As flashy and dizzying and jargon-y as Netflix's new sci-fi show Altered Carboncan be, it has its constants. One of the best: Martha Higareda. The Mexican actress plays Kristin Ortega, a no-bullshit Bay City cop who's inextricably linked to Joel Kinnaman's 22nd-century mercenary and who looks poised to become a series favorite.
Whenever she's onscreen, Higareda's reliable for foul-mouthed laughs and badass surprises. Though Altered Carbon will be an introduction to her for some, this 34-year-old star has been on the international scene for almost two decades. If you're wondering where you've seen her before -- or why you haven't -- consult our cheat sheet:
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After seeing the actors in Alejandro González Iñárritu's 2000 thriller, Amores perros, a young Higareda got inspired to seek out a career of her own. Her big-screen debut came soon after, in 2002, with Amar te duele, Fernando Sariñana and Carolina Rivera's modernized take on a Romeo and Juliet-esque romance. The movie quickly exploded in Mexico. Higareda, playing a rich family's pampered daughter, won audiences' hearts, earning a best newcomer award from the Mexican Cinema Journalists and a favorite actress honor at the MTV Latino Movie Awards.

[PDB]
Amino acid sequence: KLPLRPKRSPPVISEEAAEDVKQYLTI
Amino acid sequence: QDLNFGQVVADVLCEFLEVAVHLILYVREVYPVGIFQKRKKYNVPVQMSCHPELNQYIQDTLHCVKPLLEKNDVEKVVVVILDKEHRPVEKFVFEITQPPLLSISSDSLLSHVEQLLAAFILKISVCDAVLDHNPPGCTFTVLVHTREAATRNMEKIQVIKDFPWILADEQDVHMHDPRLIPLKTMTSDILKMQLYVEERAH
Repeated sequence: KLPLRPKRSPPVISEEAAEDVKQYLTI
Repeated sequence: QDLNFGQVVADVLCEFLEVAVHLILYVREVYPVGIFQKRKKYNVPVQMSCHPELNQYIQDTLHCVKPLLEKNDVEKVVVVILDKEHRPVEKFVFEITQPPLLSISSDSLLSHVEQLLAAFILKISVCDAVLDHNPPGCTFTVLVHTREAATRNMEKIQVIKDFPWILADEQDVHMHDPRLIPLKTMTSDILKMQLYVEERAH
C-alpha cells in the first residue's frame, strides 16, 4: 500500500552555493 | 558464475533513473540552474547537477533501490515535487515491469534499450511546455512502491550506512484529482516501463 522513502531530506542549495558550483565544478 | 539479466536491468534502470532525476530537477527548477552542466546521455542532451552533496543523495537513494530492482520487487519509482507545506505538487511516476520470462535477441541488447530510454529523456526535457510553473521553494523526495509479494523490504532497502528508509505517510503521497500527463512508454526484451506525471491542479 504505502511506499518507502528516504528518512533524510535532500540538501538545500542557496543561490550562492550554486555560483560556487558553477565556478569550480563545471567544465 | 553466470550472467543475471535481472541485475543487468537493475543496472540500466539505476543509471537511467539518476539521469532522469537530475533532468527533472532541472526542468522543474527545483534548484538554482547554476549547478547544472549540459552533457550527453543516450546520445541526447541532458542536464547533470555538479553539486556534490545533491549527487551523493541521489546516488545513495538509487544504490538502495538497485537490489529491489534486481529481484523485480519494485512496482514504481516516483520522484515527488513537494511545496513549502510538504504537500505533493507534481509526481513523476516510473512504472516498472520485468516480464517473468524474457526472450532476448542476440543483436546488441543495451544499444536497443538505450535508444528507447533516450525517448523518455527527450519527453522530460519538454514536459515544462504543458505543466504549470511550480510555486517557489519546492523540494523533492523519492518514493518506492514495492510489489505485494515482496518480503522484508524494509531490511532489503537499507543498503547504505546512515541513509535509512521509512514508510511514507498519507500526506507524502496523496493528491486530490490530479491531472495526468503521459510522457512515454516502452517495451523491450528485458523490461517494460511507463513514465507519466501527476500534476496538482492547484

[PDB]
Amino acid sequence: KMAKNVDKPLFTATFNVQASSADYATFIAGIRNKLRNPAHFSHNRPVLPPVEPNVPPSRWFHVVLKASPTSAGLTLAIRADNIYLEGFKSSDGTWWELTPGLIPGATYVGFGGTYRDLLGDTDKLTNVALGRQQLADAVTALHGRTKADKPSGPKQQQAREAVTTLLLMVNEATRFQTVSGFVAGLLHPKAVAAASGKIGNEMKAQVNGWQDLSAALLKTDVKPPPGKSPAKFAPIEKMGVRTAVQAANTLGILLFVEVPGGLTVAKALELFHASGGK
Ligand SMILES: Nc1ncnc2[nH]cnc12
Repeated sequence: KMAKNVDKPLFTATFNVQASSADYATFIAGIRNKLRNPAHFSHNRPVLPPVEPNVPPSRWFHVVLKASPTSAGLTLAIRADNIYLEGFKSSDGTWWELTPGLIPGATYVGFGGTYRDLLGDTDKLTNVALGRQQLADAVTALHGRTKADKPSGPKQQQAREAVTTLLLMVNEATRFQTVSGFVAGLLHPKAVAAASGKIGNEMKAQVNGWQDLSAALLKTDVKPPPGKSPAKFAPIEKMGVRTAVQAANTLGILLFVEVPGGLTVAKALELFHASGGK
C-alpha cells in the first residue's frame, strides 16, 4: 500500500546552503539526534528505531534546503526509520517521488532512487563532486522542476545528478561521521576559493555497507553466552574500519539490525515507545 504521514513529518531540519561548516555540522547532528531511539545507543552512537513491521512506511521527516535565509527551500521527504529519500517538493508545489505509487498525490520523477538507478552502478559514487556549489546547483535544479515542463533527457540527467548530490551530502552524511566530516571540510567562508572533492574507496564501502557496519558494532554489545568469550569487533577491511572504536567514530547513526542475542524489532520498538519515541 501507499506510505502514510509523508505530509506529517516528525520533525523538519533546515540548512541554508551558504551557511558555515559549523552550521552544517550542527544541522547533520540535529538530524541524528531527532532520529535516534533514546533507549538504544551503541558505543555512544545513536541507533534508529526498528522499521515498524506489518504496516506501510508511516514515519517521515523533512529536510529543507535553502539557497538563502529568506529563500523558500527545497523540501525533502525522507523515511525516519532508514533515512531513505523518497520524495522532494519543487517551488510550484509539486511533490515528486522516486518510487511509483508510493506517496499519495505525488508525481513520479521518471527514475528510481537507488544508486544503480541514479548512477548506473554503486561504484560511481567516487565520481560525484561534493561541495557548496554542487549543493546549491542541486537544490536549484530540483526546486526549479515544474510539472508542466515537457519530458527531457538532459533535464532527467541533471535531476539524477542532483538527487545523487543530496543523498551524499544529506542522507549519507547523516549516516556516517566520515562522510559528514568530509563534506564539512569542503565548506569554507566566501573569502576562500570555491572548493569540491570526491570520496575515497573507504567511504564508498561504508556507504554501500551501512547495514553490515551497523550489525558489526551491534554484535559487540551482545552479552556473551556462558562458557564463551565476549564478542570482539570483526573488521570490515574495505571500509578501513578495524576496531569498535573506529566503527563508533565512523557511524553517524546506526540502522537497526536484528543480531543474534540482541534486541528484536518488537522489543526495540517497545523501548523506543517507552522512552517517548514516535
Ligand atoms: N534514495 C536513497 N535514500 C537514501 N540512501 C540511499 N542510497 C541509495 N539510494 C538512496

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Borderland and Street Kings launched her U.S. Career
Though Higareda appeared in John Sayles's 2003 indie Casa de losbabys, it wouldn't be until a few years later, with Zev Berman's Borderland and David Ayer's Street Kings, that she truly began her Stateside crossover. Street Kings memorablyput her alongside Keanu Reeves,while Berman's slasher flick had her holding her own as Valeria, a generous bartender who helps a couple dumb foreigners track down a killer cult. "It takes its time, for sure, but Borderland ultimately descends into a brutal orgy of torture and mutilation that’s harrowing to watch, because it’s played completely real," wrote one critic. "This is Wolf Creek–style, true-story-inspired horror, and makes the Hostel movies look like cartoons by comparison."
She became a huge deal in Mexico
The main reason you might not have heard of Higareda is because she's more of a megastar in Mexico. With her diverse skillset, she's slipped into horror flicks (Hasta el vientotienemiedo), thrillers (Fuera del cielo), and comedies there with ease. Until now, it's been that last genre where she's made the most noise -- and not just in front of the camera. She wrote, produced, and starred in the 2010 romcom Te presento a Laura. In 2014, she did the same with Cásese quien pueda, Mexico's highest-grossing comedy that year. And in 2016, she produced and starred in No Manches Frida, a funny Fack ju Göhte remake that scored the third best opening for a Mexican movie in Mexico ever. (Though she clearly excels in the comedy realm, she's no joke.)
Now she's a star in both countries
Higareda's box-office glory in Mexico has helped fuel a more permanent shift to Hollywood, where she's capitalized on a wide range of opportunities, including: Smokin' Aces 2: Assassins' Ball; the TV movie Lies in Plain Sight; the TV show Royal Pains; Kevin Costner's McFarland, USA; the toon Steven Universe; and the forthcoming horror-comedyDeadTectives. While Higareda's successfully balanced a career in Mexico and in the U.S., Altered Carbon marks her biggest international gig to date. In other words, keep your eyes peeled for more of her.